Leading up to the draft, Kevin Colbert said it was “very doubtful” the team would trade up in the first round. He made those terms even clearer after the fact, telling Pro Football Talk’s Mike Florio there was basically no scenario in which the team was going to move up from their #24 spot.
Florio asked Colbert if he gave any consideration to trading up to secure RB Najee Harris.
“We knew we weren’t trading up,” he told Florio. “We needed all of our draft capital throughout the draft. We made the decision that we won’t be trading up. We also made a decision that if certain players are there, we won’t trade away from them. And Najee was one of those players.”
In a separate interview, Colbert said they targeted eight players that if there at 24, the team would take and not consider trading out. Harris, as Colbert said, was obviously among those eight, and the Steelers’ top-rated back on their board.
There have been years where Colbert has aggressively gone up for a player. It’s happened three times — 2003 with Troy Polamalu, 2006 with Santonio Holmes, and 2019 with Devin Bush. But not for 2021.
Colbert went on to explain the team’s thought process.
“Really, we lay it out and we know what order we would take the 24 players that could get to us and in the order that we would take them. So we just waited it out.”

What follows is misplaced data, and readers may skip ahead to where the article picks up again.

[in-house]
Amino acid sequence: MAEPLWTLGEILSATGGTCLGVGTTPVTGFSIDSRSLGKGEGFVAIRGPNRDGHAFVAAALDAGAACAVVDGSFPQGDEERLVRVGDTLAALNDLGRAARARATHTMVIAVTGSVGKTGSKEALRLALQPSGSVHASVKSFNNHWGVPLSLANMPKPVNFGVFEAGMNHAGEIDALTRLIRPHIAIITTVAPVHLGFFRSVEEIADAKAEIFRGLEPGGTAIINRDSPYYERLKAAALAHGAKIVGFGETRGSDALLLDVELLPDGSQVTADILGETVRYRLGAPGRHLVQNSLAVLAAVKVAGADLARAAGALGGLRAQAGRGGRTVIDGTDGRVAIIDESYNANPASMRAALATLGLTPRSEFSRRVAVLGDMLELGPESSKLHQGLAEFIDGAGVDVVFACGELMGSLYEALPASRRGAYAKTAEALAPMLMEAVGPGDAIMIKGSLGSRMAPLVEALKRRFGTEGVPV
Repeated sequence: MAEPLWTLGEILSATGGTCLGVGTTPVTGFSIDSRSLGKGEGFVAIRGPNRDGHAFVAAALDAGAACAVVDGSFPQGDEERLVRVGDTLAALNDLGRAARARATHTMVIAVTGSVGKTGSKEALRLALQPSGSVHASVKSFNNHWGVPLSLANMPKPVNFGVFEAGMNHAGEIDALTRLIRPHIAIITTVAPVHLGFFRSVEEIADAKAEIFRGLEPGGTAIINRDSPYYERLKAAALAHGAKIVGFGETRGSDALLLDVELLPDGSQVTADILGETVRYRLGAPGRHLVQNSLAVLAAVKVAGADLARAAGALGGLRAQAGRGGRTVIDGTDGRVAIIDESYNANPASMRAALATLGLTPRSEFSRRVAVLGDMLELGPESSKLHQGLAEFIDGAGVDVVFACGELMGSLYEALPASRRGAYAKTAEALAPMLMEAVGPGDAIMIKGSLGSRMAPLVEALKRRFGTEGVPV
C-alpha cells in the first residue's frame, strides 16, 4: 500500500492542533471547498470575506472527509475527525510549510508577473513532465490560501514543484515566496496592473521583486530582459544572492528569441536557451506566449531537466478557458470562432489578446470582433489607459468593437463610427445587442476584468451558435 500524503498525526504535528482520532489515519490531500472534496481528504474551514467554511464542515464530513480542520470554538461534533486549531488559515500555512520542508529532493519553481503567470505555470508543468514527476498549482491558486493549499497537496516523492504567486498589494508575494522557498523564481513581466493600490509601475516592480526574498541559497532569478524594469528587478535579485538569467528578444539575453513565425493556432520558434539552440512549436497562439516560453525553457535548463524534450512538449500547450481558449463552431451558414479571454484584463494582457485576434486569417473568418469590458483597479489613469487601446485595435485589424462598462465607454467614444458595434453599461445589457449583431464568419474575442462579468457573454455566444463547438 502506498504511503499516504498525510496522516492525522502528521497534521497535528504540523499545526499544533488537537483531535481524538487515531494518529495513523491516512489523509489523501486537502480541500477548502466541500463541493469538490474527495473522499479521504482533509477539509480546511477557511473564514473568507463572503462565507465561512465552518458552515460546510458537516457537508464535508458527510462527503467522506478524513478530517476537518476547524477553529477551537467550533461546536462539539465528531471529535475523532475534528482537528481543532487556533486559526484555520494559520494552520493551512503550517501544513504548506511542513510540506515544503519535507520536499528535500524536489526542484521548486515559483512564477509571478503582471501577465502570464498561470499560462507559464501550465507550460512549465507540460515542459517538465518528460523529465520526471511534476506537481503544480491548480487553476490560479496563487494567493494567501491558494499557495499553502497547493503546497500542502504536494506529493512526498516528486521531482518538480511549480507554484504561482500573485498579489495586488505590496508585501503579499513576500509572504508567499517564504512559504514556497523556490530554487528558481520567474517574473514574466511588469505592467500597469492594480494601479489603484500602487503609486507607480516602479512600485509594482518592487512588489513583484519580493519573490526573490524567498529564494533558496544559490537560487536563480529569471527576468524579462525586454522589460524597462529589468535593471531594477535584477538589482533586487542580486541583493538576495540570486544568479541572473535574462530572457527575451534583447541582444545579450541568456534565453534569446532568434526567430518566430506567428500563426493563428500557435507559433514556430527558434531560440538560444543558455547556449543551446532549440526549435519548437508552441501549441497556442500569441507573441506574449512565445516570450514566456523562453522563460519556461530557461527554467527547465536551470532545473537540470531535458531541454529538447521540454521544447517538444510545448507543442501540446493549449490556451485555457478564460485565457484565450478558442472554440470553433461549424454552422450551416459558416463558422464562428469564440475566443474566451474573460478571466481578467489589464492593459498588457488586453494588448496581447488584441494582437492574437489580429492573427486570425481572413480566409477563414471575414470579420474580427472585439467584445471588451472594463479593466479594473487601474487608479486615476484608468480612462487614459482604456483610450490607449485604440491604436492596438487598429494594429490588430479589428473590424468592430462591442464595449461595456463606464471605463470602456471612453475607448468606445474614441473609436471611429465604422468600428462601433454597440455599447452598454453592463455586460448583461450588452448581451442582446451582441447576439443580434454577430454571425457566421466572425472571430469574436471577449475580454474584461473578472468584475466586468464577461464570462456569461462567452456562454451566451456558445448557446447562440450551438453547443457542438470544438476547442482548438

Though this next comment is a little open to interpretation, it’s unlikely the Steelers ranked Harris as their #1 player in the draft. It’s clear, though, he was one of the top guys on their list.
“If Najee was there, he was going to be our pick. We were certain about that.”
Three teams ahead of the Steelers could’ve taken Harris — the Cardinals, Jets, and Dolphins. New York traded up to take OG Alijah Vera-Tucker, Arizona landed on LB Zaven Collins, while Miami rolled the dice on EDGE Jalean Phillips. That left Pittsburgh in the clear.
With the 25th pick, the Jaguars took RB Travis Etienne. Reportedly, the Denver Broncos may have been in play for Harris had the Steelers bypassed him. They settled on Javonte Williams in Round 2. Meaning, trading back could’ve cost the Steelers the chance to draft Harris. While trading down was possibly a more realistic option, it isn’t Colbert’s MO. He’s only done that once, way back in 2001, sliding down three spots and still coming away with Casey Hampton. Based on what Colbert said, there probably wasn’t a scenario where the Steelers were going to move up or down. Like most years, they stood pat and made their pick.